Caroline Hill: What I Will Do as Young Labour’s Chair

By Caroline Hill / @__carolinaaaa


Last month, in a room in Scarborough, I was absolutely delighted to be elected Chair of Young Labour. Sixty percent of those at the conference decided to cast their ballot for me and I’ll be forever grateful for that.

Things happened in Scarborough that are more appropriate for the classroom I teach in than a national conference, and there are serious allegations too that I insist the Labour party run a full, independent, far reaching inquiry into. If Baroness Royall has the scope to do that inquiry, I welcome that with open arms.

To be crystal clear, I was elected to lead Young Labour and that’s precisely what I’ll do. By the time the next conference rolls around we’ll have learned the lessons from Scarborough but we’ll also have moved on significantly. Let me explain how we’re going to do it.

Young Labour members have elected a fantastic committee of enthusiastic and inspiring young campaigners, but we all know we’ve got a lot of work to do.

Delighted as I am, the problem is that I was elected in a room in Scarborough. Over 99 per cent of our swelling membership was locked out of conference and our democracy, stopped from using their voice to decide the path to be followed by for their Young Labour.

The first step towards moving on is coming good on my promise that One Member One Vote is going to happen. If it’s good enough for NEC elections, NPF election and leadership elections it’s certainly good enough for Young Labour. It should never again be the contents of one’s purse rather than their passion that determines whether a young member take part.

Young Labour is the youth wing of a political party, so it’s time we get political. As pointed out at the weekend in a speech, in 2015, a year that included the devastation of May 8th as well as sea change in September, Young Labour published only three articles on its website.

We should be taken seriously by our party. The policy we pass at our conference shouldn’t be shelved the minute it’s over. When our MPs are voting on an issue that affect us – like slashing young people’s benefits, or cutting nurses bursaries or when the Tories are bombing Syria or attacking trade union rights. Where is Young Labour? Our organisation should not be silent – we should standing in the interests of our members even if it means standing up to our Party when needed.

Let’s change, let’s be a Young Labour where we learn, we debate and we grow together, not at one another’s throats, but as the comrades we are – although too often forget.

There’s no entrance exam to the Labour party. Members don’t usually arrive with a politics degree; they join because they’re passionate and it should be our obligation to take that passion and develop it.

So watch out for our regional and local political education courses, where we come together, we learn, we think, we discuss and we debate, not for the sake of it but for the purpose of building our solidarity. It’s through education we break down the tags and labels of Blairite or Bennite because at the end of the day we want the same thing – a Labour government.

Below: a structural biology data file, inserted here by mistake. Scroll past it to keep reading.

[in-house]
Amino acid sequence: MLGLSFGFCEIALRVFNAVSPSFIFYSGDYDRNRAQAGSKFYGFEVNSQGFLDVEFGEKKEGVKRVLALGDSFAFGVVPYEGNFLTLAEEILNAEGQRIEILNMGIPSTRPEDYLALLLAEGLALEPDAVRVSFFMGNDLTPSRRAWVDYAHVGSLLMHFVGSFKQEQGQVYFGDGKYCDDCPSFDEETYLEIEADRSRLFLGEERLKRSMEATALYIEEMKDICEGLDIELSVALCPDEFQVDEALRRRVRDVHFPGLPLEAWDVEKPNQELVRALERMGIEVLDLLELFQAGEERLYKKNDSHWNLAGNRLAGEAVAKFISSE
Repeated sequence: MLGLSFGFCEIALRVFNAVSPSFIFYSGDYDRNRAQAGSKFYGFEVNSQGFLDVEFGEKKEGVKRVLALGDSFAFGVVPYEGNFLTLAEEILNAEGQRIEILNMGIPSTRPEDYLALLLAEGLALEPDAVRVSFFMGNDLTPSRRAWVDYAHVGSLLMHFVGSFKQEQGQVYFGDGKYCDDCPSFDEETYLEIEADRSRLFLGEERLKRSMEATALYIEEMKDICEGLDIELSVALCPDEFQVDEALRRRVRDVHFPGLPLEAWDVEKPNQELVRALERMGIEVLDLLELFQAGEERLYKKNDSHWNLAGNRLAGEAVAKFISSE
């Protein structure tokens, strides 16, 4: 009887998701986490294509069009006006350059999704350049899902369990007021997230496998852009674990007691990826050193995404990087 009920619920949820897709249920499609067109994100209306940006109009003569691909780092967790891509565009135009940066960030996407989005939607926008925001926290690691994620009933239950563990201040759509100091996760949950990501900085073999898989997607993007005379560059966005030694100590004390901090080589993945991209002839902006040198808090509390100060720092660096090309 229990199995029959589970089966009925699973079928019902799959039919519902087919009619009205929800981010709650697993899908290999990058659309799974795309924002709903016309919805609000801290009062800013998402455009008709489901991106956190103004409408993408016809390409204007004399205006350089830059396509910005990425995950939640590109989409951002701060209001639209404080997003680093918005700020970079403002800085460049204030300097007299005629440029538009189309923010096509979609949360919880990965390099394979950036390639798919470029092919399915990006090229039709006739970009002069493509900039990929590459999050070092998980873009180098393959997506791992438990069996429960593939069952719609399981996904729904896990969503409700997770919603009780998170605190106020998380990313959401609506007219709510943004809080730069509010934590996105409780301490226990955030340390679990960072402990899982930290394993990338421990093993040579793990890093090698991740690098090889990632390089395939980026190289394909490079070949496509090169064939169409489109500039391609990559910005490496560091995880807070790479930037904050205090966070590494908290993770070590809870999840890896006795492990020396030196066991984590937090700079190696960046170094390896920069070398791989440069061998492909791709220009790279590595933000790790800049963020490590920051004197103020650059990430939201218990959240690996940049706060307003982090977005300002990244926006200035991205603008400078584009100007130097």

There is so much knowledge and talent in our ranks, from trade union representatives to doctors and from people who work in business to those who work for charities. We reflect the society we want to represent and support – can you for one moment imagine the Tories having this sort of demographic? – so let’s make the most of that by cooperating, sharing to grow our party together.

The good news is that Young Labour is growing. We’ve got a membership passionate about social justice and they’re raring to go but in too many parts of the country the options to organise are disappointingly few. It’s the CLP meeting or nothing.

I’ve been inundated with members asking for support to set up local Young Labour groups so on the to-do list is a step-by-step guide to make this as easy as possible. I’ve set myself a target at 100 Young Labour groups by the end of my term, which is ambitious but we’ll achieve it. And when a young person joins us I intend to ensure that there is a buoyant Young Labour group on their doorstep.

The talent within Young Labour is amazing. We’ve the skills to be blazing a trail, using new campaign tactics, bringing ideas alive on the web, pioneering social media that people won’t want to miss and running campaign days in every region.

I have spent three years organising events in key seats, where I made sure that travel and accommodation was fully covered. I’ll not only deliver this again, but work with the party to expand it.

But I intend that we will be about more than just the doorstep. Watch out for Young Labour campaigns on campuses and in our communities.

When a young voter sees an injustice they should turn to Young Labour to change it and we’re going to be happy to help.

So changes are coming to Young Labour, it’s going to be a lot of work but it’s going to be great. Are you in?


Caroline Hill is the new Young Labour Chair


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